BJP-ruled Goa would not ban beef as it is an essential part of the cuisine of minority communities in the state, chief minister Laxmikant Parsekar has said.
"Regardless of what the Centre does — in Goa minorities are 39-40% — if it is part of their food habits, why and how can we ban it? For people — especially minorities — eating beef is part of their food," Parsekar told the Economic Times.
The newspaper also quoted him as saying that it had taken several years for the party to win the trust of the minorities in Goa.
Minorities, who make up nearly 40% of the population, have been part of the Bharatiya Janata Party's success story in Goa. The party grew from a mere 4 seats in the 40-member assembly in 1994, to cross the halfway mark and form the government in 2012.?
Parsekar's comments assume significance as it comes after BJP governments in Maharashtra and Haryana imposed blanket bans on eating and selling beef.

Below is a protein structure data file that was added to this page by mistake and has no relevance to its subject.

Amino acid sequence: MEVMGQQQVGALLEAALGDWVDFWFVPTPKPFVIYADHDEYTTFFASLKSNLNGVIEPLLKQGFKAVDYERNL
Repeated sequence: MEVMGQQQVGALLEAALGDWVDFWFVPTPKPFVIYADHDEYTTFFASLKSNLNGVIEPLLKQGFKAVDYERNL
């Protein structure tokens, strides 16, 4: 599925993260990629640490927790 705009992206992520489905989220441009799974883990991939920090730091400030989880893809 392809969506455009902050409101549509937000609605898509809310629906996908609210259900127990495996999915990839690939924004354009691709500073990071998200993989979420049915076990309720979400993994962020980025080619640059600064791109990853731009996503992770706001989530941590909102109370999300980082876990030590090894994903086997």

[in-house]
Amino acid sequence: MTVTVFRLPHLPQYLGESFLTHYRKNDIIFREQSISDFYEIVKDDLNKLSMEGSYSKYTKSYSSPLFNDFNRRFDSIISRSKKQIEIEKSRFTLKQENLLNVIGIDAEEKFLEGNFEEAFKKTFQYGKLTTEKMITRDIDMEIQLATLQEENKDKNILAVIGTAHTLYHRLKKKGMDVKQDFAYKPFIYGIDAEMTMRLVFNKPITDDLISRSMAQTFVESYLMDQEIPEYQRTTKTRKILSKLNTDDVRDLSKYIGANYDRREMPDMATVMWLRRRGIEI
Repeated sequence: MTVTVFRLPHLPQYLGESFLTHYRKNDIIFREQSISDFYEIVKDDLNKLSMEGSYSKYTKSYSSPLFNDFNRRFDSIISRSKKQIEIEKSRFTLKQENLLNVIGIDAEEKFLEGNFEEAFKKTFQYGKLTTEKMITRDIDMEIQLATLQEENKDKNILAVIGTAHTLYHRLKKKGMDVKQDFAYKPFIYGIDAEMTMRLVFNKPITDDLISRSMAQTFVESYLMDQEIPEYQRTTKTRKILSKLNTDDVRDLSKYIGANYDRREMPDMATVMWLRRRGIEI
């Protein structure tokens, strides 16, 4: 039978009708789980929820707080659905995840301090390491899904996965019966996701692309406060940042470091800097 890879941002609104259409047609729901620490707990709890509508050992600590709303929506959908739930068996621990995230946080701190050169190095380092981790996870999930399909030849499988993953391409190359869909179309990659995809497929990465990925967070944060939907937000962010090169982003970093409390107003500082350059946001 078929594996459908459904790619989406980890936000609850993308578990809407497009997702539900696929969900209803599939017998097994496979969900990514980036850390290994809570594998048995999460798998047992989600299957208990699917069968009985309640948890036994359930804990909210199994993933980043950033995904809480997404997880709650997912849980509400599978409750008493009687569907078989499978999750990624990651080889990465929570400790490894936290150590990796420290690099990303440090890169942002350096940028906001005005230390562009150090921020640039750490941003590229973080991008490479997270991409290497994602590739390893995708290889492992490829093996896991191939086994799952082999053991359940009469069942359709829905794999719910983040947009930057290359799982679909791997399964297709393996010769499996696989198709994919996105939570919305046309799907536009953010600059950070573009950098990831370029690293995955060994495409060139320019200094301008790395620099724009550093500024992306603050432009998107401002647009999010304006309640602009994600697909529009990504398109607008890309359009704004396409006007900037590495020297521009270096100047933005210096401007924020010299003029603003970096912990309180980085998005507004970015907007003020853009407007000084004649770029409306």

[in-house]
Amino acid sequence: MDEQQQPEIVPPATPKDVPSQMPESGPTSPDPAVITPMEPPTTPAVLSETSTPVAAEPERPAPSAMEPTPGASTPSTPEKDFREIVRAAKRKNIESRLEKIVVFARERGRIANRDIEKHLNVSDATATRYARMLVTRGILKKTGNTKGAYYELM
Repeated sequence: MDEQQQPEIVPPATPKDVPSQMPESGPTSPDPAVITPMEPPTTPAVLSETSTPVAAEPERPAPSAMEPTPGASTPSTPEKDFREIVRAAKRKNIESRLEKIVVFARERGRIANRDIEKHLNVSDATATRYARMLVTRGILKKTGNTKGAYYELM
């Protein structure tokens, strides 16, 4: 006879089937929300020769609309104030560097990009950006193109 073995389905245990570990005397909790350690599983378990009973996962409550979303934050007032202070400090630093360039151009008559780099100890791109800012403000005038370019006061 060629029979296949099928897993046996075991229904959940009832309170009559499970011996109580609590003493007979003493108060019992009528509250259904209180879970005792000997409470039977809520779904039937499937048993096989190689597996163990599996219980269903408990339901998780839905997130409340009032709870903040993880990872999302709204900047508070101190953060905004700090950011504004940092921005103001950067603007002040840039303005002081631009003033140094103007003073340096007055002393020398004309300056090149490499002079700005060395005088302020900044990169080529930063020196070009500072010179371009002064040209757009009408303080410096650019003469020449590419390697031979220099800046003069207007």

Parsekar said that killings of cows would not be permitted in deference to the sentiments of Hindus. Killing of oxen or bulls is also not happening in Goa now, the former RSS functionary said.
ET quoted Parsekar as saying that beef is brought from neighbouring Karnataka and sold in Goa, the BJP government allows it as it is part of the food of Catholics and Muslims and should not be banned.
Maharashtra passed a bill in the first week of March imposing a jail term of 5 years and a fine of Rs 10,000 for anyone selling or consuming beef.
Less than two weeks later BJP-ruled Haryana too ordered that anyone caught selling beef would be punished with 3-5 years rigorous imprisonment and a fine upto Rs. 50,000.
The BJP then denied any political motive behind the ban on beef, and said it was in the interest of agriculture. But apparently the party has now decided not to extend the logic to Goa.